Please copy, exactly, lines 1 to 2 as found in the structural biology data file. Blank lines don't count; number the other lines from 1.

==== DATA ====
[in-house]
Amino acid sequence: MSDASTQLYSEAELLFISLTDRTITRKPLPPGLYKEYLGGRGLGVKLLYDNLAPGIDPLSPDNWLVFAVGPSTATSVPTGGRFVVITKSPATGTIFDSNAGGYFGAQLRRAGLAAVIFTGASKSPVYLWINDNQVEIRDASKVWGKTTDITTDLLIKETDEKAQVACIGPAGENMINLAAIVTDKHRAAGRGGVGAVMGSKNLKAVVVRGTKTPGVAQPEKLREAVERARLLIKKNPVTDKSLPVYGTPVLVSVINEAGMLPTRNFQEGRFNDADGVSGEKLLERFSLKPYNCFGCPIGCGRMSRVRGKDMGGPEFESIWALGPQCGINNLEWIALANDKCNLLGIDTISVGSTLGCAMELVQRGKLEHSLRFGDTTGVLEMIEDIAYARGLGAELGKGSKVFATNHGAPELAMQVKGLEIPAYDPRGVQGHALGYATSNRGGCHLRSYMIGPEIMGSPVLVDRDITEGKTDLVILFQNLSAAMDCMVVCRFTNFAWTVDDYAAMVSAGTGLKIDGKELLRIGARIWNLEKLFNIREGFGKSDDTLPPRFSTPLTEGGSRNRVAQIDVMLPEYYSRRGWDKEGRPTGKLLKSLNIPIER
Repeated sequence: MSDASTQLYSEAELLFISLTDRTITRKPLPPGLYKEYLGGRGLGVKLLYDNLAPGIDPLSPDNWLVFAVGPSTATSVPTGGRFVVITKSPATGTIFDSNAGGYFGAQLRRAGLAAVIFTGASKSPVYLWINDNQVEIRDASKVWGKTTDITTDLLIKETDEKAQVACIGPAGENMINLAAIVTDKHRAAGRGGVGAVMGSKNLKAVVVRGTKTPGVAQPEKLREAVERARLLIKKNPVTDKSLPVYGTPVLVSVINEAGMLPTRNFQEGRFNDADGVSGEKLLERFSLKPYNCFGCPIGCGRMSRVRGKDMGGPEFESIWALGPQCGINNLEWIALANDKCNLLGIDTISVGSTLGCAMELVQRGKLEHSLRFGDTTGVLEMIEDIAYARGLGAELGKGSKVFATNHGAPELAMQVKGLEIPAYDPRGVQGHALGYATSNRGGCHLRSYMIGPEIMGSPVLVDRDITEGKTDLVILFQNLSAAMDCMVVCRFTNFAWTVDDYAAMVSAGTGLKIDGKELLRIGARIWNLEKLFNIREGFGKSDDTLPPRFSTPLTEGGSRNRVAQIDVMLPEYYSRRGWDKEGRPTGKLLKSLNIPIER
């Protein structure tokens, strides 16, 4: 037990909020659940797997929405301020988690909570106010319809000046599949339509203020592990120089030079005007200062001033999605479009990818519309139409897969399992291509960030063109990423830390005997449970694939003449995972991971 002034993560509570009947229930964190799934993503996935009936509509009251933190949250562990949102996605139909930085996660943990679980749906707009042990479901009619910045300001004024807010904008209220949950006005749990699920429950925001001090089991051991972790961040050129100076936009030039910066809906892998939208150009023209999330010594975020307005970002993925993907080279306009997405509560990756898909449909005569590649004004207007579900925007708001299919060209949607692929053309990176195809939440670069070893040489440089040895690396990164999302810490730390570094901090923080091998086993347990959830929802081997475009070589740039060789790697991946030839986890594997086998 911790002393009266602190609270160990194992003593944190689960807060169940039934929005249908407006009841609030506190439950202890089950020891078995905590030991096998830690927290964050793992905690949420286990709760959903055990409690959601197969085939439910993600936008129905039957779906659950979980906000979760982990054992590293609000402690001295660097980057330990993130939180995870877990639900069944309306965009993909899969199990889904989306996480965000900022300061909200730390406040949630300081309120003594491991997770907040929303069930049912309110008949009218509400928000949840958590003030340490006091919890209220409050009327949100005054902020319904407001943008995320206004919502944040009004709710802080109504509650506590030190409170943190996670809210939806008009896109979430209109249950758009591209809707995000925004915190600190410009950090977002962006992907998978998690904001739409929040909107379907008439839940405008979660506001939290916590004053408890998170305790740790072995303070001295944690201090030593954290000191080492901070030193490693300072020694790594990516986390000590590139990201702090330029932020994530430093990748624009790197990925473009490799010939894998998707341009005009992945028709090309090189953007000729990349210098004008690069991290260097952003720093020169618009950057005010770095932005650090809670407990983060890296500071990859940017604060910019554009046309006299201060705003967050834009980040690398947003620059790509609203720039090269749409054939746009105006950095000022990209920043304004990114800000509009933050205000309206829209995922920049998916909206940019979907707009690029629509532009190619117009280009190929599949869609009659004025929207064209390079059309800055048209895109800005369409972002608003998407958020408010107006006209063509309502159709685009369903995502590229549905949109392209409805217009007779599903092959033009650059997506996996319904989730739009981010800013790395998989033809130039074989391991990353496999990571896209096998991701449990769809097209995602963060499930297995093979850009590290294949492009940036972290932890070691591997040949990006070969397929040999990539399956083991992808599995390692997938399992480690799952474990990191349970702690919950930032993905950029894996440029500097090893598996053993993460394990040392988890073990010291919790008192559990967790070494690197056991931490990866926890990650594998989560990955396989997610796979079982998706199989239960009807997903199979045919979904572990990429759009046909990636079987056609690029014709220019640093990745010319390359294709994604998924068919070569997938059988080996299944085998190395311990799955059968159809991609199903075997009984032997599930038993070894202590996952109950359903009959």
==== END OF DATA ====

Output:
[in-house]
Amino acid sequence: MSDASTQLYSEAELLFISLTDRTITRKPLPPGLYKEYLGGRGLGVKLLYDNLAPGIDPLSPDNWLVFAVGPSTATSVPTGGRFVVITKSPATGTIFDSNAGGYFGAQLRRAGLAAVIFTGASKSPVYLWINDNQVEIRDASKVWGKTTDITTDLLIKETDEKAQVACIGPAGENMINLAAIVTDKHRAAGRGGVGAVMGSKNLKAVVVRGTKTPGVAQPEKLREAVERARLLIKKNPVTDKSLPVYGTPVLVSVINEAGMLPTRNFQEGRFNDADGVSGEKLLERFSLKPYNCFGCPIGCGRMSRVRGKDMGGPEFESIWALGPQCGINNLEWIALANDKCNLLGIDTISVGSTLGCAMELVQRGKLEHSLRFGDTTGVLEMIEDIAYARGLGAELGKGSKVFATNHGAPELAMQVKGLEIPAYDPRGVQGHALGYATSNRGGCHLRSYMIGPEIMGSPVLVDRDITEGKTDLVILFQNLSAAMDCMVVCRFTNFAWTVDDYAAMVSAGTGLKIDGKELLRIGARIWNLEKLFNIREGFGKSDDTLPPRFSTPLTEGGSRNRVAQIDVMLPEYYSRRGWDKEGRPTGKLLKSLNIPIER